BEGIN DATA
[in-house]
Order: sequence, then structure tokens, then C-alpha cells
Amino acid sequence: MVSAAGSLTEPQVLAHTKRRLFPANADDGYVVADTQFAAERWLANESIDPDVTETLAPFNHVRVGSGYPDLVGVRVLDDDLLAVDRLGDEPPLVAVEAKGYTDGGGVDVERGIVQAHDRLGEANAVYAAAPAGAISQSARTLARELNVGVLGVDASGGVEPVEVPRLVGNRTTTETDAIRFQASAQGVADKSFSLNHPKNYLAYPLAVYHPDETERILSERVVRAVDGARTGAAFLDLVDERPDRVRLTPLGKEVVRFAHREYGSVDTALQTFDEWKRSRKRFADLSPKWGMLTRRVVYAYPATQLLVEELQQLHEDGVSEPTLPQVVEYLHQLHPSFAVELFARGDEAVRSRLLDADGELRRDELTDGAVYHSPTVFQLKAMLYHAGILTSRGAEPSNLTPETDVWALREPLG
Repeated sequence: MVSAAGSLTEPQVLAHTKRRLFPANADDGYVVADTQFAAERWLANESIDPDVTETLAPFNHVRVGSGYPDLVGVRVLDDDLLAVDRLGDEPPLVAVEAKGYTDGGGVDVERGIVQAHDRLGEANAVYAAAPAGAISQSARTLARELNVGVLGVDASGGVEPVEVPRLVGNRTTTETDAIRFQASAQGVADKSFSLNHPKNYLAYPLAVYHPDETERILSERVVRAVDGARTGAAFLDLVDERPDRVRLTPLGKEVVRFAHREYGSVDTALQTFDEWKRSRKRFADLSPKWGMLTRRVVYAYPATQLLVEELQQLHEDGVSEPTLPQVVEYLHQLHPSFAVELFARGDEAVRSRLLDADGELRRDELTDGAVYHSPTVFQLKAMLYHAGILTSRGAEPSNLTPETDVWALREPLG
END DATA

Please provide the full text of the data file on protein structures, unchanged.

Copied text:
[in-house]
Order: sequence, then structure tokens, then C-alpha cells
Amino acid sequence: MVSAAGSLTEPQVLAHTKRRLFPANADDGYVVADTQFAAERWLANESIDPDVTETLAPFNHVRVGSGYPDLVGVRVLDDDLLAVDRLGDEPPLVAVEAKGYTDGGGVDVERGIVQAHDRLGEANAVYAAAPAGAISQSARTLARELNVGVLGVDASGGVEPVEVPRLVGNRTTTETDAIRFQASAQGVADKSFSLNHPKNYLAYPLAVYHPDETERILSERVVRAVDGARTGAAFLDLVDERPDRVRLTPLGKEVVRFAHREYGSVDTALQTFDEWKRSRKRFADLSPKWGMLTRRVVYAYPATQLLVEELQQLHEDGVSEPTLPQVVEYLHQLHPSFAVELFARGDEAVRSRLLDADGELRRDELTDGAVYHSPTVFQLKAMLYHAGILTSRGAEPSNLTPETDVWALREPLG
Repeated sequence: MVSAAGSLTEPQVLAHTKRRLFPANADDGYVVADTQFAAERWLANESIDPDVTETLAPFNHVRVGSGYPDLVGVRVLDDDLLAVDRLGDEPPLVAVEAKGYTDGGGVDVERGIVQAHDRLGEANAVYAAAPAGAISQSARTLARELNVGVLGVDASGGVEPVEVPRLVGNRTTTETDAIRFQASAQGVADKSFSLNHPKNYLAYPLAVYHPDETERILSERVVRAVDGARTGAAFLDLVDERPDRVRLTPLGKEVVRFAHREYGSVDTALQTFDEWKRSRKRFADLSPKWGMLTRRVVYAYPATQLLVEELQQLHEDGVSEPTLPQVVEYLHQLHPSFAVELFARGDEAVRSRLLDADGELRRDELTDGAVYHSPTVFQLKAMLYHAGILTSRGAEPSNLTPETDVWALREPLG